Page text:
M&A: How to Use Inside Advisors
The most obvious set of team members for M&A deal-makers is the inside team — that is to say, those employees who already work for the company. Working with inside advisors makes sense because they don’t represent any additional dollar cost for the company. The company is already paying them, so it may as well use them!
However, utilizing inside advisors means a company incurs another kind of cost: opportunity cost. Having an employee devote all or some of her time to selling the company or finding acquisitions means you’re taking that person away from the regular business of the company.
CFO or other financial bigwig
The CFO or other key finance person at a company is usually an integral part of the M&A process. For Seller, that person is responsible for assembling, preparing, and presenting the company’s financials and explaining, justifying, and examining any add backs (nonrecurring, one-time, or owner-related expenses).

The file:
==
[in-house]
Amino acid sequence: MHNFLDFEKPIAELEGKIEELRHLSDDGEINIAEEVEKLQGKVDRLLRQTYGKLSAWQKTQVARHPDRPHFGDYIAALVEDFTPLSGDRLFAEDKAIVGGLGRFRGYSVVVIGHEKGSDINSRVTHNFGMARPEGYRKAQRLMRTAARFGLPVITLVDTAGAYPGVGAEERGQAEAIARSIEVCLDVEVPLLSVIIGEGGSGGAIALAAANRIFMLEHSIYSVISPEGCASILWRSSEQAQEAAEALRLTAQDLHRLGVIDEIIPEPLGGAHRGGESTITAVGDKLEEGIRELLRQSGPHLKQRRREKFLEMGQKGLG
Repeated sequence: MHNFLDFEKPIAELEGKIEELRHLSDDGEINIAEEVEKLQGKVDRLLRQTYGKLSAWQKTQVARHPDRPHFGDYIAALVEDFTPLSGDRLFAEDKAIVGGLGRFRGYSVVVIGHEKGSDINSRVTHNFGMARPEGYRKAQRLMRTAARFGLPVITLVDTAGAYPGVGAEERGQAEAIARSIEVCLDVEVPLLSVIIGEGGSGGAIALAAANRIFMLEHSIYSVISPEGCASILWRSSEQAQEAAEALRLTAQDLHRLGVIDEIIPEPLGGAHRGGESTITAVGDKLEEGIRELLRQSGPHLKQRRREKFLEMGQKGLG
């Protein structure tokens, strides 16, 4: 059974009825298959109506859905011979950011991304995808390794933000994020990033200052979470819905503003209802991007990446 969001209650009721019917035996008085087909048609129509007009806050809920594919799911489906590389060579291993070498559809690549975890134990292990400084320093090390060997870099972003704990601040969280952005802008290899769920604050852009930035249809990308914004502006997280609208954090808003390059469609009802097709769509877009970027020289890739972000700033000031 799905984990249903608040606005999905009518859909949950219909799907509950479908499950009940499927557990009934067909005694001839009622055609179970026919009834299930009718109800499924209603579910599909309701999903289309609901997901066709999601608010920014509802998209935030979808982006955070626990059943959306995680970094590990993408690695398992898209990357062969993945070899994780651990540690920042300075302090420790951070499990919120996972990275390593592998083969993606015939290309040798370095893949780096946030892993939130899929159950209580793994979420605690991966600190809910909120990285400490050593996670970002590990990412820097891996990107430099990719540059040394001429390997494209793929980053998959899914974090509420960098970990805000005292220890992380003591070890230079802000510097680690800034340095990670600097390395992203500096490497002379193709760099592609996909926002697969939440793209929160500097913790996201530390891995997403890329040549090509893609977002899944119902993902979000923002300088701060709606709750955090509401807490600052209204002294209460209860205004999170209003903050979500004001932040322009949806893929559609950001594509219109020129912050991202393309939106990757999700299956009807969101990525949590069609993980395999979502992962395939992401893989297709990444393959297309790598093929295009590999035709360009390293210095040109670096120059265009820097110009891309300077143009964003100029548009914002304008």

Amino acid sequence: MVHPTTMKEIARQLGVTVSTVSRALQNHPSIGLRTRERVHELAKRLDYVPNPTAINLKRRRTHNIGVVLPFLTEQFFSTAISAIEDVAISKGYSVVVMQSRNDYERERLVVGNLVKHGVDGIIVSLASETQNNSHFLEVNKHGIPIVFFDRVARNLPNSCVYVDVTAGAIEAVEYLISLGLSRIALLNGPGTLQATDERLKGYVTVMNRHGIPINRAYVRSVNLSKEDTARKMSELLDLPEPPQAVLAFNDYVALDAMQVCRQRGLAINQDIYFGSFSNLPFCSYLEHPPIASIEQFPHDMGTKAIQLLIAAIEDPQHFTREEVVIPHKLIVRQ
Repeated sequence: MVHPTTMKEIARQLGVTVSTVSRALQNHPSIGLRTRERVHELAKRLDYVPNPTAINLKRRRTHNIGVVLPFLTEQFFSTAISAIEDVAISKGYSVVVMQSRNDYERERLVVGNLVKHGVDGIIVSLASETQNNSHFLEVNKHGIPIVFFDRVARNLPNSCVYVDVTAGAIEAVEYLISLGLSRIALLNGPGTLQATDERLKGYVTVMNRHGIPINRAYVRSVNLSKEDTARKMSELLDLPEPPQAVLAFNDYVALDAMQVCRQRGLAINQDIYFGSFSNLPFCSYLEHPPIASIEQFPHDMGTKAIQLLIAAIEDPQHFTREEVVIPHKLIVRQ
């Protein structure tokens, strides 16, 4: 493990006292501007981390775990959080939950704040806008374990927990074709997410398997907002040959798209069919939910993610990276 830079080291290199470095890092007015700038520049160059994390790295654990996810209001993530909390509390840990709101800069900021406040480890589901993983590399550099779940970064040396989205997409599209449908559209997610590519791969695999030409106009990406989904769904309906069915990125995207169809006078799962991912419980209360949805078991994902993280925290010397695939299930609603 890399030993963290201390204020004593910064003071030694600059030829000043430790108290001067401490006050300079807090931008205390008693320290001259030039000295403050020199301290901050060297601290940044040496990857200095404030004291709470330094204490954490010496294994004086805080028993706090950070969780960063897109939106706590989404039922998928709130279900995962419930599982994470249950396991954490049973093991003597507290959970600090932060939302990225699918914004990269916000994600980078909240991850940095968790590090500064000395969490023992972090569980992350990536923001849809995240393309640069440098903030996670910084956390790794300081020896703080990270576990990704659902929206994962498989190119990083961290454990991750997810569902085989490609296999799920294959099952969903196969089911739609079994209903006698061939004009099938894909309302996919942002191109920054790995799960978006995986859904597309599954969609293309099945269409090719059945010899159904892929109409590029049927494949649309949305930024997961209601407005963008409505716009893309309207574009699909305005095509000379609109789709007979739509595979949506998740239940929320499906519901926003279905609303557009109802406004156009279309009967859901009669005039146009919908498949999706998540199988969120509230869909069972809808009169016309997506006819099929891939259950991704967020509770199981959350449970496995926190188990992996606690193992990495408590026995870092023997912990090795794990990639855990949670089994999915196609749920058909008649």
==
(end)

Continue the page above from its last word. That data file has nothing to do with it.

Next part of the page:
For Buyer, she’s also the person who interacts with the bank, lines up the financing, makes sure money is wired or received, and runs financial models to make sure a given offering price makes economic sense for the company.
Corporate development people
Some companies (often those that do a lot of acquiring) have employees specifically tasked with engaging in M&A. These folks usually have the phrase corporate development in their titles, such as Director of Corporate Development, Corporate Development Manager, or even Vice President of Corporate Development. That’s a big one.
Whatever that person’s title, he or she is the liaison between the company and the target or the target’s outside advisors.